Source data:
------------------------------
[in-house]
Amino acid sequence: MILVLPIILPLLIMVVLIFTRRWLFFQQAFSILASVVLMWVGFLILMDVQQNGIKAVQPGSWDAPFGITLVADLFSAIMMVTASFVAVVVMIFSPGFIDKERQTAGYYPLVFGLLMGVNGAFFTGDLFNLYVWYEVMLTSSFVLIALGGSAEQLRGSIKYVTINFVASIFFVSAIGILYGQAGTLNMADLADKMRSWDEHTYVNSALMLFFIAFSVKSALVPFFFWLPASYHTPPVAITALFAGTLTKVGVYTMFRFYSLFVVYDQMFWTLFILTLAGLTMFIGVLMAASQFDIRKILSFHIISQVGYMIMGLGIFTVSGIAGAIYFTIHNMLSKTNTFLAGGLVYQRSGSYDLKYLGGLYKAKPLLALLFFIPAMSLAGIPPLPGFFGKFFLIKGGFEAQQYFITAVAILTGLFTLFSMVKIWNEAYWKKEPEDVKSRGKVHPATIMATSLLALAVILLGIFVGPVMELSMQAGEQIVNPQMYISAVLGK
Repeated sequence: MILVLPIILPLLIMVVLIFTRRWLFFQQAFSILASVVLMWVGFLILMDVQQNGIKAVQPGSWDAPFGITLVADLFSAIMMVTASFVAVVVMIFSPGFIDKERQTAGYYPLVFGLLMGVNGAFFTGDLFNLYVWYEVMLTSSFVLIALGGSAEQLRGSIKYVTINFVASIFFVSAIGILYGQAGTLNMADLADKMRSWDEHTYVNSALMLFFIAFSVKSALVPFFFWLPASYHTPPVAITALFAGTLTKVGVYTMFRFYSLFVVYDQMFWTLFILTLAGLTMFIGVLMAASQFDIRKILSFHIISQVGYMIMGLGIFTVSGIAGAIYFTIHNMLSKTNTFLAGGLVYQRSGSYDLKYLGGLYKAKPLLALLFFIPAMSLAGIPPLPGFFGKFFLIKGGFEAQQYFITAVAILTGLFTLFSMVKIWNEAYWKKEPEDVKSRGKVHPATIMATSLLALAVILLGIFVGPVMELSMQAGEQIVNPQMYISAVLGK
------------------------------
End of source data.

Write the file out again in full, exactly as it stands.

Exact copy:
[in-house]
Amino acid sequence: MILVLPIILPLLIMVVLIFTRRWLFFQQAFSILASVVLMWVGFLILMDVQQNGIKAVQPGSWDAPFGITLVADLFSAIMMVTASFVAVVVMIFSPGFIDKERQTAGYYPLVFGLLMGVNGAFFTGDLFNLYVWYEVMLTSSFVLIALGGSAEQLRGSIKYVTINFVASIFFVSAIGILYGQAGTLNMADLADKMRSWDEHTYVNSALMLFFIAFSVKSALVPFFFWLPASYHTPPVAITALFAGTLTKVGVYTMFRFYSLFVVYDQMFWTLFILTLAGLTMFIGVLMAASQFDIRKILSFHIISQVGYMIMGLGIFTVSGIAGAIYFTIHNMLSKTNTFLAGGLVYQRSGSYDLKYLGGLYKAKPLLALLFFIPAMSLAGIPPLPGFFGKFFLIKGGFEAQQYFITAVAILTGLFTLFSMVKIWNEAYWKKEPEDVKSRGKVHPATIMATSLLALAVILLGIFVGPVMELSMQAGEQIVNPQMYISAVLGK
Repeated sequence: MILVLPIILPLLIMVVLIFTRRWLFFQQAFSILASVVLMWVGFLILMDVQQNGIKAVQPGSWDAPFGITLVADLFSAIMMVTASFVAVVVMIFSPGFIDKERQTAGYYPLVFGLLMGVNGAFFTGDLFNLYVWYEVMLTSSFVLIALGGSAEQLRGSIKYVTINFVASIFFVSAIGILYGQAGTLNMADLADKMRSWDEHTYVNSALMLFFIAFSVKSALVPFFFWLPASYHTPPVAITALFAGTLTKVGVYTMFRFYSLFVVYDQMFWTLFILTLAGLTMFIGVLMAASQFDIRKILSFHIISQVGYMIMGLGIFTVSGIAGAIYFTIHNMLSKTNTFLAGGLVYQRSGSYDLKYLGGLYKAKPLLALLFFIPAMSLAGIPPLPGFFGKFFLIKGGFEAQQYFITAVAILTGLFTLFSMVKIWNEAYWKKEPEDVKSRGKVHPATIMATSLLALAVILLGIFVGPVMELSMQAGEQIVNPQMYISAVLGK